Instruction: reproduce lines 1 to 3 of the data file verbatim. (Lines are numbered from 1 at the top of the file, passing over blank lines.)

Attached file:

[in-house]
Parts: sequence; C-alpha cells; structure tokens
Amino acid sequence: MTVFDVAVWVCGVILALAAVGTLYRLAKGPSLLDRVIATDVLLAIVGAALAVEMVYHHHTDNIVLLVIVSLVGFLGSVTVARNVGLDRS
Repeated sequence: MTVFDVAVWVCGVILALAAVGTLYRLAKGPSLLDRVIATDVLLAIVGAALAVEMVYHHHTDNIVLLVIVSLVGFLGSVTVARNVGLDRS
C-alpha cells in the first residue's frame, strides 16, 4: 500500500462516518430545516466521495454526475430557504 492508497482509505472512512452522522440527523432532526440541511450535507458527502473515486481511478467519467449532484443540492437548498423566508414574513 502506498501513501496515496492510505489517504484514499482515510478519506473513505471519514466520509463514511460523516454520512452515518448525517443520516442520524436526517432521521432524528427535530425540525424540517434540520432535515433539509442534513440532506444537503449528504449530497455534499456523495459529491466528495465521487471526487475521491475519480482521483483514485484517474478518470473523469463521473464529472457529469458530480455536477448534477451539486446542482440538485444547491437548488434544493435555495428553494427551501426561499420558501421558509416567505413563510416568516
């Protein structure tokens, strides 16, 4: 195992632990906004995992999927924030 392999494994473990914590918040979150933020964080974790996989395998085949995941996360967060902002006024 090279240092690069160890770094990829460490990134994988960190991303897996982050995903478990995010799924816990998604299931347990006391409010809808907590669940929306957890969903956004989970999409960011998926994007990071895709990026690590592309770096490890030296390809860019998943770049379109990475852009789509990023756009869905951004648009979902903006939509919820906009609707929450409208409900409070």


[in-house]
Parts: sequence; C-alpha cells; structure tokens
Amino acid sequence: MTVFDVAVWVCGVILALAAVGTLYRLAKGPSLLDRVIATDVLLAIVGAALAVEMVYHHHTDNIVLLVIVSLVGFLGSVTVARNVGLDRS